I'd had the audacity to have a second child. I felt I was being terribly unfair to my first child because he didn't ask for this. So I was determined that nothing was going to change for him at all. I was going to play just as I always had and be just as attentive to every single one of his wants and needs and even more attentive to all his childish whims because he deserved them after all I'd done to change his little baby life.
But that's just not possible. Like I said,
I was recovering from birthing a second human and toddlers are demanding and fast and so heavy compared to an infant (even a big one). Try though I may (and I did) it wasn't going to happen. Mom Guilt Is For Suckers
get it: your first child has been the sun around which your world revolved for however long you had them. And they're still going to be part of the center of your world, your center is just a bit larger and includes a sibling now. That is absolutely nothing to feel guilty about. You're not neglecting them by having more than one person you love in your life.
People sort of told me about this before I had my daughter, but I really would have appreciated someone saying, "No, really. Feel your feelings and then get the f*ck over them because they aren't rooted in any version of reality and they're only serving to make you feel crappy. Your kid is fine."
All Babies Are Different
My son is what you might call "extra." From day one
he was demanding and sensitive and high energy and needed so much of both me and his father. So, needless to say, we spent 38 weeks girding our loins for Round Two with our daughter... who turned out to be the most zen baby ever.
This isn't to say that
parenting an infant is ever easy, but my daughter was so much less challenging than her brother. Maybe it was a combination of us having a better handle on the whole "raising a child" thing along with her personality, but her personality definitely played a part. Add 15 Minutes Minimum To Any Departure Your Personal Standards Will Change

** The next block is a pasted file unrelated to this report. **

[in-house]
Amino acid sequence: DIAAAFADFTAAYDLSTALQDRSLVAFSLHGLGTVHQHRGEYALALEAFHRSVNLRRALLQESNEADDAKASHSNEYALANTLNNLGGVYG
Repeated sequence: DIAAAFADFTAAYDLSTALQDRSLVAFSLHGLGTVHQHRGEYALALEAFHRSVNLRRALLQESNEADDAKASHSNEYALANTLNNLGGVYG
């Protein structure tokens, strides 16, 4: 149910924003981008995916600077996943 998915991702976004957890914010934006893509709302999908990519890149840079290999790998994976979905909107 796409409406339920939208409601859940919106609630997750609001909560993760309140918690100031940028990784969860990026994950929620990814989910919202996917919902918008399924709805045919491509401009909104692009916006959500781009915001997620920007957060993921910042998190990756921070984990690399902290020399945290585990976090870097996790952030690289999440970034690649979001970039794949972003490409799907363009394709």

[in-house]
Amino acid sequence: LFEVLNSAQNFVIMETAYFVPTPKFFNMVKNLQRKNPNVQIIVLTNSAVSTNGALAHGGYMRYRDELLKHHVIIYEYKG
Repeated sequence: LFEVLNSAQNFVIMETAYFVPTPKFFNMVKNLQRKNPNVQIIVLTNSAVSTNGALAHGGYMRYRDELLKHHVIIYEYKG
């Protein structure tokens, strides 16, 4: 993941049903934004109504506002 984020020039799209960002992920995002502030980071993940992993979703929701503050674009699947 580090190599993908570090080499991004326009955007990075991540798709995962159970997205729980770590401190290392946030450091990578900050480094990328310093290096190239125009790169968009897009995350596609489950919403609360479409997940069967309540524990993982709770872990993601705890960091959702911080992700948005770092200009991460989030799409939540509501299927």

Which isn't to say that your life is going to descend into chaos or that you're going to become a trash-covered slob (I mean... maybe, maybe not, because I don't know your life) but what's important and what
needs to be done is going to be necessarily different. As in all things, you're going to be finding a new normal. So maybe you vacuum less or you decide, "You know what, arguing with my toddler about just how many peas they've eaten is not my hill to die on because I also have to have the time and energy to feed this little one 700 times a day." Any Rest Will Take Concerted Effort
When my son was born, physical rest came pretty easily. I mean, I was trapped under my infant all day, so there was a lot of sitting around as a matter of course. But when there's a toddler around? Well, they DGAF that you just pushed out their sibling. Rest is not the de facto state for a second child. Instead, it's something that will require intent and planning.
I wouldn't acknowledge that at first (thanks a lot, mom guilt) and, as a result,
I had a longer and more difficult recovery. After about a week of seeing how difficult things were for me physically, my husband and I decided to continue to send my son to daycare during the first month of my maternity leave. It was the best move for all of us and I wish I could have just planned on that from the get-go. I Would Love My Second Just As Much Photo courtesy of Jamie Kenney
knew I was going to love my child, to be suer, but I always figured "OK, but, like, not quite as much, right?"
Nope. Just as much.
I Wasn't Going To Ruin My Family Dynamic Photo courtesy of Jamie Kenney
I was extremely
nervous about having a second child and the idea that I wasn't just quitting while I was ahead. We worked well as a family of three. What if we didn't work well with four?
In a sense I guess I did ruin the family dynamic. I tossed the old dynamic and created a new one... and it's so much better. Because the love and fun that was there with just of three of us remained, just the way we did things was different.
I Wasn't Going To Ruin My First Child's Life Photo courtesy of Jamie Kenney
HE'S READING HER
CALVIN AND HOBBES, YOU GUYS!
I wish I could time travel with this image (or one of a million others like it) and show it to pregnant me. "No, really, he's going to be amazing, and so is she."
Check out Romper's new video series, Bearing The Motherload , where disagreeing parents from different sides of an issue sit down with a mediator and talk about how to support (and not judge) each other’s parenting perspectives. New episodes air Mondays on Facebook.